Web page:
2. Work for a foreign subsidiary of a U.S. company which has made a special election under U.S. tax law. If the election has been made, U.S. citizens and permanent residents employed by the subsidiary will be subject to Social Security tax. A company doesn't have to make the election, so you have to ask whether it has.

3. Work not as an employee but as a self-employed independent contractor. You'll pay Social Security tax if you work as an independent contractor whether you're working for a U.S. company or a non-U.S. company (or completely independently with a lemonade stand). Note that Social Security tax rates are higher if you're self-employed.

Remember, there's nothing optional about these alternatives. You must pay Social Security tax if working anywhere in the world for a U.S. company, for a subsidiary of a U.S. company which has made the special election, or as self-employed.

These are the general rules. I'm not familiar with the relevant U.S.-Hungarian agreement, which might conceivably change them.

zif :

Remember, there's nothing optional about these alternatives. You must pay Social Security tax if working anywhere in the world for a U.S. company, for a subsidiary of a U.S. company which has made the special election, or as self-employed.

Yes and no.

Most countries have a Social Security (i.e. retirement fund) tax. But some countries have agreements with the US to avoid double taxation. That is, if you work and live in that country for a sufficient time, and pay into that country's system, you do not have to pay US SS tax. I lived in Switzerland for many years. Started and ran a business there. Because of the details in the US-Swiss agreement, I only paid into the Swiss system. I had to make a declaration each year about this to the US however, and as required, to avoid double taxation. So it varies.

And why is it important to fully read and understand the agreements that the US has for a country. But the US does not have agreements for most countries, in which case, yes, you are right, one must still pay into US Social Security, no matter what.

zif :

These are the general rules. I'm not familiar with the relevant U.S.-Hungarian agreement, which might conceivably change them.

From my terse reading, it does. But IANAL. ;)

As the US is one of few countries (one of 2 or 3, I think) that taxes global earnings, you can indeed pay into the US tax system while living anywhere in the world. But there are reciprocal amounts where you don't have to pay into both the local and US systems below a certain salary amount.  Unless very successful, you'd be hard pressed to find many people earning the 2m Fts/month or so it would take to start owing US taxes while working in Hungary.  Klsallee being a business owner may hit that mark, but certainly most Hungarians don't!  :-)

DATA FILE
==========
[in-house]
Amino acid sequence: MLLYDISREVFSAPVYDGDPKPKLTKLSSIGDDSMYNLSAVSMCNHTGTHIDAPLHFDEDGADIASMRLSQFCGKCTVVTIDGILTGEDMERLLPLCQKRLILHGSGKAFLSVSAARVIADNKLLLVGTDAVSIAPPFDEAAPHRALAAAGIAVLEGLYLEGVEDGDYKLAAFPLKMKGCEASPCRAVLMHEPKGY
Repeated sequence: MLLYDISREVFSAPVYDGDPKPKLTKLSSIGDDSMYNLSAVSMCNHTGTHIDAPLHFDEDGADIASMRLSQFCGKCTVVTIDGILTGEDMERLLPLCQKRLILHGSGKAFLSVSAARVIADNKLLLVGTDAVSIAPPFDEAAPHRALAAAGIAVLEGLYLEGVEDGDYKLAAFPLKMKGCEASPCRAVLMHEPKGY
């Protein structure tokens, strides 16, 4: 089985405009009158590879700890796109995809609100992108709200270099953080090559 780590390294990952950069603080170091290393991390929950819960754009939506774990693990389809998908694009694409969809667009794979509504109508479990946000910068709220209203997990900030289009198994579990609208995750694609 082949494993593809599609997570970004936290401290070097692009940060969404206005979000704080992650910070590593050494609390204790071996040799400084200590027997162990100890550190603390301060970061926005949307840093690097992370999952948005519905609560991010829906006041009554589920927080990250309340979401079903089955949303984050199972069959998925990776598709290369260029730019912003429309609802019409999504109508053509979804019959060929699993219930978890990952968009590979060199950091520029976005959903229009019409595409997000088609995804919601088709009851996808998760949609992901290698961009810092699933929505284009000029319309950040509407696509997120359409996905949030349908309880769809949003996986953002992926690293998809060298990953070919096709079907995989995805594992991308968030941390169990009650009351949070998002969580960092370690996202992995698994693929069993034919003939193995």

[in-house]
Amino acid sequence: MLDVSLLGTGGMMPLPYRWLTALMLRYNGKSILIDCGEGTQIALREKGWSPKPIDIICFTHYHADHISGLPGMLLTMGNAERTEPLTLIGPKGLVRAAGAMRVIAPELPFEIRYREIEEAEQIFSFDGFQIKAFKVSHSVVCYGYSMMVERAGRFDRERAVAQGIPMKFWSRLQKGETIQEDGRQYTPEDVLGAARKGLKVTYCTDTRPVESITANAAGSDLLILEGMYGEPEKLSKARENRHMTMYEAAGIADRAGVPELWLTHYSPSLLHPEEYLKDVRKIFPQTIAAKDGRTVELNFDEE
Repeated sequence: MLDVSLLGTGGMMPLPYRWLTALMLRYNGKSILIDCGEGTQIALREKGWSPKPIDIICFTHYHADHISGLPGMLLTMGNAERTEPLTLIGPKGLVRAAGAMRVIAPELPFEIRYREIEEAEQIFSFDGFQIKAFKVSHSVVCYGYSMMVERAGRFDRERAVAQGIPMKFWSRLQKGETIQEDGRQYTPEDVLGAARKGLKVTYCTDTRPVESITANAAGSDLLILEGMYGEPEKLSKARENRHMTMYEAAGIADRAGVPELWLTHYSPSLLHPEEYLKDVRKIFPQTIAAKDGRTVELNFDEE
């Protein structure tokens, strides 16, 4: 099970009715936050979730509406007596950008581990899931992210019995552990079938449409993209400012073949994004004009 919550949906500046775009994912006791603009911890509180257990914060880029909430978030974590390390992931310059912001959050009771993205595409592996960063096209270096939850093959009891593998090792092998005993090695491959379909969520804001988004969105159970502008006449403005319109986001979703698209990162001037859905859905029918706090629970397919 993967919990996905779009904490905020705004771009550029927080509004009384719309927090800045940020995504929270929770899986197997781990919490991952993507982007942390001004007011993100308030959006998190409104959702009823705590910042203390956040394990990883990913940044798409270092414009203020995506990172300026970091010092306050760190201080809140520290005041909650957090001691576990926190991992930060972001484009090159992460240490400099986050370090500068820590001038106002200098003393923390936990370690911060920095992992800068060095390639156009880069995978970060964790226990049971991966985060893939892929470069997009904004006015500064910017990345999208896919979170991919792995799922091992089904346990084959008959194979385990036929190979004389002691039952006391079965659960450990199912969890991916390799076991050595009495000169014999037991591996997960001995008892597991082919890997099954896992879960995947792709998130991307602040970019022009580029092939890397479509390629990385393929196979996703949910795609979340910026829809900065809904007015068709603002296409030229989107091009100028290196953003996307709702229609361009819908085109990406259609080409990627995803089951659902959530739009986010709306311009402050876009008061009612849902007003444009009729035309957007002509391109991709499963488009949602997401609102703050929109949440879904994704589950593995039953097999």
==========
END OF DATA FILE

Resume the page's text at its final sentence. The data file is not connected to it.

Other savings types that include deferred taxation such as an IRA are usually not available as they include only earned income, not income from savings and investments.

But as IANAL (I am not a lawyer) nor a tax adviser, I would consult with something like the following link:  https://thunfinancial.com/social-securi … nt-abroad/
Good luck!

PS - If I live long enough, I plan to retire in Hungary or at least in Europe and will need the same information!

Vicces1 :

there are reciprocal amounts where you don't have to pay into both the local and US systems below a certain salary amount.

Yes, this is correct for income tax. This is covered in the US-Hungarian tax treaty. But, social taxes are different, and require a separate treaty. As I already stated, I don't know of the US-Hungarian social tax treaty is similarly reciprocal. They are not all such.

Vicces1 :

Unless very successful, you'd be hard pressed to find many people earning the 2m Fts/month or so it would take to start owing US taxes while working in Hungary.  Klsallee being a business owner may hit that mark, but certainly most Hungarians don't!  :-)

If one has US sourced income (its source "nexus" is in the US such as income from property, stocks, intellectual property, etc) , then all that, without any lower limit (outside of appropriate accountable deductions), can be and is normally taxed in the US, not in Hungary. This is defined in the US-Hungarian tax treaty. If one has to pay US or Hungarian SS tax on that depends on the type of income.